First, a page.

This region is dominated by intermediate Zr/Nb mafic lava flows and scoria cones with some mafic ash fall deposits in the NW near to Long Beach. The entire NW of the island is dominated by this array of rock types. Lava flows here vary in composition between basalt, hawaiite and mugearite with some benmoreite flows outcropping near Long Bay and west of Lady Hill in the west of the island and near Broken Tooth and Hollow Tooth in the north where benmoreite cinder cones are also observed9.
Sister’s Peak scoria cones in NW Ascension – Photo credit Katie Preece
Eastern Felsic Complex (EFC): – NE Ascension:
Age Range: 517 ± 11 ka – 52 ± 3 ka3
The younger of the felsic complexes, dominant rock types in this region are felsic lavas and felsic pyroclastic deposits which exhibit a ring-shaped geometry. Felsic lavas are composed of trachytes and rhyolites (shown in dark blue) and are expressed as a combination of lava domes (Little White Hill) and thick lava flows (Devil’s Cauldron flow)7,9. Felsic pyroclastic deposits are composed of a mixture of pumice, ash, and crystals and represent explosive periods in Ascension’s volcanic history.
In the NE bay of the island Chamberlain et al., (2016) identified a deposit that transitions from pumice to scoria (a textural change generally associated with variation from felsic to mafic composition). This type of deposit outcrops around the western edge of the EFC boundary in several locations.
One of the most prominent features in this region is the Devil’s Inkpot lava flow, formed by a fissure eruption. The fissure eruption extended from Letterbox to White Hill and is interpreted by Nielson & Sibbett (1996) to be close in age to the Sisters Peak lavas. Benmoreite scoria cones are also present, representative of more explosive mafic volcanism.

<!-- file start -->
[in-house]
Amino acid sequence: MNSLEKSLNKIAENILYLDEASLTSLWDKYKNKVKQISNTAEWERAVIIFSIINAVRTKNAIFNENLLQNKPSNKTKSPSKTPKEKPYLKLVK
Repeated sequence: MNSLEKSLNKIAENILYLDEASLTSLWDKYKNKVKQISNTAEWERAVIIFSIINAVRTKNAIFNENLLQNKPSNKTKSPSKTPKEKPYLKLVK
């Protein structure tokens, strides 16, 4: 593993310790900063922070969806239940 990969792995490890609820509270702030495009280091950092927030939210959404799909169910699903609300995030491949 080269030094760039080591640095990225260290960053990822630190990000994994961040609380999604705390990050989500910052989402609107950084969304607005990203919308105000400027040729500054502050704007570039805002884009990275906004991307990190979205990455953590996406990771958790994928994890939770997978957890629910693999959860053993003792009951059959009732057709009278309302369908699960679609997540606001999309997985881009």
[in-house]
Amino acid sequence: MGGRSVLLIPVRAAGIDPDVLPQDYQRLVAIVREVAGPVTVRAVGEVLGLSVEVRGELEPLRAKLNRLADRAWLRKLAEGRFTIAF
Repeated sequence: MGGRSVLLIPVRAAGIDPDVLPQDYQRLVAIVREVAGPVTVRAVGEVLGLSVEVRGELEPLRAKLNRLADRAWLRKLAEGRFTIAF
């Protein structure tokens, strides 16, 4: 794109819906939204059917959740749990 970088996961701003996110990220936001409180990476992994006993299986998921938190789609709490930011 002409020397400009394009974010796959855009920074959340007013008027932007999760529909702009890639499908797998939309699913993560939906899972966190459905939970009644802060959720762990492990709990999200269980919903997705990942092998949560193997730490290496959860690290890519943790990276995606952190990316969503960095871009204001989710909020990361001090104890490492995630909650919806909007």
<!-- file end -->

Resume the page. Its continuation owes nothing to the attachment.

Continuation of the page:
There are also older trachyte and rhyolite lava flows and domes and pyroclastic deposits here including pumice falls.
Weather post (left) and White Hill (right) felsic domes in the Eastern Felsic Complex – Photo credit Katie Preece
Central Felsic Complex (CFC) – Middleton Ridge and Green Mountain:
Middleton Ridge age range: 1094 ± 12 ka – 602 ± 7 ka3
Green Mountain age range: 395 ± 34 ka – 340 ± 7 ka3
These rocks are generally older than those in the EFC. In the Middleton Ridge area we see multiple pyroclastic density currents (PDC’s) containing volcanic breccia and pumice lapilli – which can be trachytic in composition. Ash layers within pyroclastic density currents exhibit varying degrees of welding and can be lithic clast rich9. Volcanic breccia here contains abundant rhyolitic blocks and fragments of obsidian varying in size from sand grade to cobbles. Felsic lavas are also present around Middleton Ridge as trachytic and rhyolitic flows7.
Green Mountain shows a similar display of trachytic lava flows and pyroclastic deposits but has a mafic scoria cone high on its flank, the source for much of the mafic ash that covers the SW slope9. Green Mountain scoria is host to plutonic xenoliths7.
Green Mountain scoria (black) with a white plutonic xenolith of felsic composition (white inclusion) – Photo credit Katie Preece
Wideawakes – SW Ascension:
Age Range: 758 ± 27 – 298 ± 3 ka3